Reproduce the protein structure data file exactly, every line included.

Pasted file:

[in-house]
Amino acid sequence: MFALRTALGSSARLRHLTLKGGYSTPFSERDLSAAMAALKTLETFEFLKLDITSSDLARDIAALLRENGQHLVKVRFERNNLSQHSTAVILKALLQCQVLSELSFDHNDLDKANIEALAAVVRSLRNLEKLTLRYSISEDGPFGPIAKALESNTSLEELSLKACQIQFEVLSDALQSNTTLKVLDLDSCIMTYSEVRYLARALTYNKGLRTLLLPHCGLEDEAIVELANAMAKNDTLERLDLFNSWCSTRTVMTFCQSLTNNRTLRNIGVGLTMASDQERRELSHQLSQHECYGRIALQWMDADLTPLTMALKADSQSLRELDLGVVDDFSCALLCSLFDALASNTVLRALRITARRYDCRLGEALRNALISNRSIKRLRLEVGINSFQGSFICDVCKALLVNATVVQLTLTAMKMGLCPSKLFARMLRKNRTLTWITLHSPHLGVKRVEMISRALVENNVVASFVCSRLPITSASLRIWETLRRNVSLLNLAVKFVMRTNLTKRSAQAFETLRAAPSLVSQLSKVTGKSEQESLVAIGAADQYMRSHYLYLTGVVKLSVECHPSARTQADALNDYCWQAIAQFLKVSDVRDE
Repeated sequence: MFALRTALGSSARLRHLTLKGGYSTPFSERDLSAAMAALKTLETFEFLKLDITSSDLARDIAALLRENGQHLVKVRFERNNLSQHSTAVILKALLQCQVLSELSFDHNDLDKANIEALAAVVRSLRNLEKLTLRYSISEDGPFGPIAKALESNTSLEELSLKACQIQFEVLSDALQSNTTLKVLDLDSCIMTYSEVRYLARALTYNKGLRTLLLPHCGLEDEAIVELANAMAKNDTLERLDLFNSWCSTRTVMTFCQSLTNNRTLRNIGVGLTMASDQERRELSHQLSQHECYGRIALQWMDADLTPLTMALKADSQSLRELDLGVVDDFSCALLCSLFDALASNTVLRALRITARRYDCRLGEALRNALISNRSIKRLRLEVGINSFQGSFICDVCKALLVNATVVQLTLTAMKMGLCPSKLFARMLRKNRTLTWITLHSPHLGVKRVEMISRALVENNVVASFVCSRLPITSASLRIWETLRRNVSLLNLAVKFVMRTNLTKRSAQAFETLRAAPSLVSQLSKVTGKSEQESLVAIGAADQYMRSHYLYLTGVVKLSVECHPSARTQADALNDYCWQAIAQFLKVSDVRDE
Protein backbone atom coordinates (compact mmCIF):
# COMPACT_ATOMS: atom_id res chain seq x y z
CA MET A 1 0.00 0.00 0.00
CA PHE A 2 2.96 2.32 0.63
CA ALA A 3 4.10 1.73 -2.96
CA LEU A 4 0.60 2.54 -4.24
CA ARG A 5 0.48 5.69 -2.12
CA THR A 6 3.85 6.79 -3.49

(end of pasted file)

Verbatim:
[in-house]
Amino acid sequence: MFALRTALGSSARLRHLTLKGGYSTPFSERDLSAAMAALKTLETFEFLKLDITSSDLARDIAALLRENGQHLVKVRFERNNLSQHSTAVILKALLQCQVLSELSFDHNDLDKANIEALAAVVRSLRNLEKLTLRYSISEDGPFGPIAKALESNTSLEELSLKACQIQFEVLSDALQSNTTLKVLDLDSCIMTYSEVRYLARALTYNKGLRTLLLPHCGLEDEAIVELANAMAKNDTLERLDLFNSWCSTRTVMTFCQSLTNNRTLRNIGVGLTMASDQERRELSHQLSQHECYGRIALQWMDADLTPLTMALKADSQSLRELDLGVVDDFSCALLCSLFDALASNTVLRALRITARRYDCRLGEALRNALISNRSIKRLRLEVGINSFQGSFICDVCKALLVNATVVQLTLTAMKMGLCPSKLFARMLRKNRTLTWITLHSPHLGVKRVEMISRALVENNVVASFVCSRLPITSASLRIWETLRRNVSLLNLAVKFVMRTNLTKRSAQAFETLRAAPSLVSQLSKVTGKSEQESLVAIGAADQYMRSHYLYLTGVVKLSVECHPSARTQADALNDYCWQAIAQFLKVSDVRDE
Repeated sequence: MFALRTALGSSARLRHLTLKGGYSTPFSERDLSAAMAALKTLETFEFLKLDITSSDLARDIAALLRENGQHLVKVRFERNNLSQHSTAVILKALLQCQVLSELSFDHNDLDKANIEALAAVVRSLRNLEKLTLRYSISEDGPFGPIAKALESNTSLEELSLKACQIQFEVLSDALQSNTTLKVLDLDSCIMTYSEVRYLARALTYNKGLRTLLLPHCGLEDEAIVELANAMAKNDTLERLDLFNSWCSTRTVMTFCQSLTNNRTLRNIGVGLTMASDQERRELSHQLSQHECYGRIALQWMDADLTPLTMALKADSQSLRELDLGVVDDFSCALLCSLFDALASNTVLRALRITARRYDCRLGEALRNALISNRSIKRLRLEVGINSFQGSFICDVCKALLVNATVVQLTLTAMKMGLCPSKLFARMLRKNRTLTWITLHSPHLGVKRVEMISRALVENNVVASFVCSRLPITSASLRIWETLRRNVSLLNLAVKFVMRTNLTKRSAQAFETLRAAPSLVSQLSKVTGKSEQESLVAIGAADQYMRSHYLYLTGVVKLSVECHPSARTQADALNDYCWQAIAQFLKVSDVRDE
Protein backbone atom coordinates (compact mmCIF):
# COMPACT_ATOMS: atom_id res chain seq x y z
CA MET A 1 0.00 0.00 0.00
CA PHE A 2 2.96 2.32 0.63
CA ALA A 3 4.10 1.73 -2.96
CA LEU A 4 0.60 2.54 -4.24
CA ARG A 5 0.48 5.69 -2.12
CA THR A 6 3.85 6.79 -3.49